The Writers Guild of America West (WGAW), in a survey of more than 2,000 members, found that 64% of female writers have experienced sexual harassment sometime in their careers. This shocking disclosure, reported by Deadline Hollywood, was made in a letter from WGA West’s board of directors. The letter was sent to the board’s 9,000 members. It also revealed that 11% of male writers reported being harassed at some point in their careers.

The board mentioned that many writers have witnessed harassment. The letter also states that majority of harassment occurs in writers’ rooms. The Guild assured that, although it’s not the employer, it will not keep away from taking action in addressing this issue. The survey was sent to the guild’s members in February.

The Friends’ Case

In 2006, the California Supreme Court delivered its much-anticipated opinion in Amaani Lyle v. Warner Bros. case. Lyle, a former writers’ assistant on the sixth season of the show “Friends”, complained against the writers of the hit TV show for sexual discussions in the writers’ room during script development. She sued for sexual harassment based on the banter in the writers’ room. Later, during her deposition, she admitted that writers did not direct any of the comments at her personally, but rather she was offended by the discussions of sex in general.

However, the California Supreme Court ruled that the state law “does not outlaw sexually coarse and vulgar language or conduct that merely offends”.

During the survey, the board noted that many respondents called the Friends’ sexual harassment decision, a mistake which justified inappropriate behaviour in the workplace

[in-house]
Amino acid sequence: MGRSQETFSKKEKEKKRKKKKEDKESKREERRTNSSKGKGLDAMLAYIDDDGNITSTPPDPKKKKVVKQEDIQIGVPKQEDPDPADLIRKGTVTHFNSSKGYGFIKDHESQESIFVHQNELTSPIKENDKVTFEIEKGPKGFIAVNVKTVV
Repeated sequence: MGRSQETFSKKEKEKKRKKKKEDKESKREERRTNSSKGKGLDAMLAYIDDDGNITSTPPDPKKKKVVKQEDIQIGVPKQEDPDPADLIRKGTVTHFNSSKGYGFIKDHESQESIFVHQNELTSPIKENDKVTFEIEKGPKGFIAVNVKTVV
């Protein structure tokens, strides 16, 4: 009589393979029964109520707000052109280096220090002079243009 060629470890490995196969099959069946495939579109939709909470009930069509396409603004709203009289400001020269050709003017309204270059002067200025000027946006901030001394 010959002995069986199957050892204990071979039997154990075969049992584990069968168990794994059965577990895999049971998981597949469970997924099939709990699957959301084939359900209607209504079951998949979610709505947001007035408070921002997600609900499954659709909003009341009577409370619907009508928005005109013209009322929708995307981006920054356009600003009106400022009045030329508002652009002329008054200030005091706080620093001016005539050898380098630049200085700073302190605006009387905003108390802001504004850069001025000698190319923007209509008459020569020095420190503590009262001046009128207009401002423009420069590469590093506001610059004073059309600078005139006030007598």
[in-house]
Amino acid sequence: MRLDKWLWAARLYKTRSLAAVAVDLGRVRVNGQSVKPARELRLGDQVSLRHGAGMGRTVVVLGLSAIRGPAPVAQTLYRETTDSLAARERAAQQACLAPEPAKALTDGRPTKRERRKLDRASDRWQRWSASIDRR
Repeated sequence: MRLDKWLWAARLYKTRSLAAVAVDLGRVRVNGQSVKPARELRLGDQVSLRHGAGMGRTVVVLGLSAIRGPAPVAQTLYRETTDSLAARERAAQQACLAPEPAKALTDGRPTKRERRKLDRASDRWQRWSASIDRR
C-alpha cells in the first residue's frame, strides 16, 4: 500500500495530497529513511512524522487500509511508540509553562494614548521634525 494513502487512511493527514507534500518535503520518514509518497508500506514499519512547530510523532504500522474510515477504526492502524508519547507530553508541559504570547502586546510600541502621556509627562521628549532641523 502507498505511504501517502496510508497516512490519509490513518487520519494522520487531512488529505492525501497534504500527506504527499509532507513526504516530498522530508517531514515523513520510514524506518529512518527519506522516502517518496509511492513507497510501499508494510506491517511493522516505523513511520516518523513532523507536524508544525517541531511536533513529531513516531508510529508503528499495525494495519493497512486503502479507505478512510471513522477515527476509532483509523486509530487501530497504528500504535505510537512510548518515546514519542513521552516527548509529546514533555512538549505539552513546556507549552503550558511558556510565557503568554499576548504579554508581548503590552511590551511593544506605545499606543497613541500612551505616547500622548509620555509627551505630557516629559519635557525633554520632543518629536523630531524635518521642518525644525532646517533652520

The guild assured that this decision does not permit any such crude talk to be aimed at an individual in the room. The board agreed that objectionable talk may, in some circumstances, be enough to spread a hostile work environment.

Twitter reactions on the same:

Here are some quotes from the letter that was sent to members:

First, thank you to everyone who responded to the sexual harassment survey. The Board and staff take seriously our pledge to keep your responses confidential. Our study showed results similar to other published studies: 64% of female writers who responded reported that they had experienced sexual harassment sometime in their career; 11% of male writers had. Many more writers have witnessed harassment. Those of you who shared the story of an incident of harassment have given us a sobering, first-person insight. It makes addressing the issue both essential and urgent.

The reality is that this problem is too difficult, too long-standing, and too deeply rooted to yield a quick fix. Be assured that we are working every day to determine and implement a full array of responses that will be necessary to eradicate bullying, harassment, and assault in the writing workplace in Hollywood.

Also: Do Women Writers In India Face Sexism For Their Writing?

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